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Twins Still Face Psychological Healing

   |  Posted Aug 24th, 2006 @ 9:55pm


Ed Yeates Reporting

Maliyah Herrin is doing better today, after a procedure earlier this week to clean her wounds. Her twin sister Kendra is well enough to take wagon rides!

The girls slept in separate rooms last night for the first time since their separation surgery. The Herrin family says that's so Maliyah can get a good night's sleep to recover from Monday's operation.

Once Kendra and Maliyah Herrin leave pediatric intensive care, social workers and play therapists will be watching for cues from the girls to see how they're healing psychologically. Some of that rehab is already underway.

Primary Children's support team is learning right now just from the simple things Maliyah and Kendra do or don't do. Those cues will become more evident when the girls leave Intensive Care, and later when they go home.

Katy Stevens, Director of Medical Social Work, P.C.M.C.: "These girls are only four, but they're extremely bright and they're very connected, and sometimes we find out what's going on with one by the reaction of the other."

Katy Stevens, who heads up medical social work at Primary, says it's important to understand how the girls are adjusting psychologically to their separation.

Katy Stevens: "How comfortable are they being apart? Of course we want to encourage them to be independent. We also want to respect the fact they haven't been independent."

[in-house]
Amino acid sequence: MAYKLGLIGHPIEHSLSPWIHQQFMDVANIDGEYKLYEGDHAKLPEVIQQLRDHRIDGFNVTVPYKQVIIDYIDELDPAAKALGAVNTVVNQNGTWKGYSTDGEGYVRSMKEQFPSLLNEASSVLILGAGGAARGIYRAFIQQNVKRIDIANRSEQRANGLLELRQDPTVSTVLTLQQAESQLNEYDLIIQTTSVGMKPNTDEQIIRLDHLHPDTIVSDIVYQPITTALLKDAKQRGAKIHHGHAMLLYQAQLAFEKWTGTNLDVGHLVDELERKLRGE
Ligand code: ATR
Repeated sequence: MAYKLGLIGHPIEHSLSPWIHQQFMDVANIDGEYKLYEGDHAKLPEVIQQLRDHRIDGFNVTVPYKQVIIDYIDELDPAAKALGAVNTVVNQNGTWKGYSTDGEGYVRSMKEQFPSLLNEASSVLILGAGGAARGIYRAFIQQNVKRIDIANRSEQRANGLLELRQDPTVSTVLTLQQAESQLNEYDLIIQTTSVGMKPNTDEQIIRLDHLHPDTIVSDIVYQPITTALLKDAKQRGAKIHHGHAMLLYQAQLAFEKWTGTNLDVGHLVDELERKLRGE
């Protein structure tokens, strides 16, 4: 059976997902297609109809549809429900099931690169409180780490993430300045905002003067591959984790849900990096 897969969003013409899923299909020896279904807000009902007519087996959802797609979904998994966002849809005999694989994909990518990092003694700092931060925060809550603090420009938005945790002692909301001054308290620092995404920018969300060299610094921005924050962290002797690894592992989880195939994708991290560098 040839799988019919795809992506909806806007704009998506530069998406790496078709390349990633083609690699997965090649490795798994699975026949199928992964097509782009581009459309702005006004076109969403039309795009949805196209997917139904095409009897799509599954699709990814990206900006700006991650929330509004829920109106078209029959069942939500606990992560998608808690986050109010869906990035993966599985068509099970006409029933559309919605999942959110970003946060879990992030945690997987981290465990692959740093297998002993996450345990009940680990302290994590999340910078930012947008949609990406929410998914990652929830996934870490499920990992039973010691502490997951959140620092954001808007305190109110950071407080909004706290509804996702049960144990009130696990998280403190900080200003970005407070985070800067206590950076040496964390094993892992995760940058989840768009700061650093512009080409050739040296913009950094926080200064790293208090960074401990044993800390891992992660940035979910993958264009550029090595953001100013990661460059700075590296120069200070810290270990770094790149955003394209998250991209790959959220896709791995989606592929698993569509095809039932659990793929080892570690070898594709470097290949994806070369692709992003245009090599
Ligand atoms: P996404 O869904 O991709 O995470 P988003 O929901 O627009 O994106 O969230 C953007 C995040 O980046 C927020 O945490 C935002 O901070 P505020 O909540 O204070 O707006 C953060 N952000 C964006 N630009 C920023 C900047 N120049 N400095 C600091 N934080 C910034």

Again, it's the little things. Kendra takes a wagon ride, then comes back again. Down the road, as the girls maneuver more, learning how to distribute weight on their own bodies.

Katy Stevens: "What's it going to be like if one of you goes somewhere, one of you doesn't? How can you still communicate with each other? How can you still maintain the closeness that you had without being conjoined."

Body language, verbal cues, play patterns - all these come into play once the girls leave ICU. A doll in a medical gown, building blocks, play doh can help. For example, the girls may want to mold something then crush it. Play therapists say that cue is okay since it may be their way of expressing agitation or frustration.

Down the road, brothers and sisters have always played with Maliyah and Kendra at home as one. Now they'll have to share that time with both. And for Kendra and Maliyah?

Katy Stevens: "If they had something, they were both kind of playing with it. Now they'll have separate space and separate things. Their whole dynamics will be different."

Katy Stevens says Kendra and Maliyah's twin brothers will serve as sort of a model of what separation is all about.

Katy Stevens: "I have no worries about this family. They're very strong, very well connected."

Stevens says Primary's support team is learning a lot from the girls and they'll tell the team when they're ready for the next level of healing.

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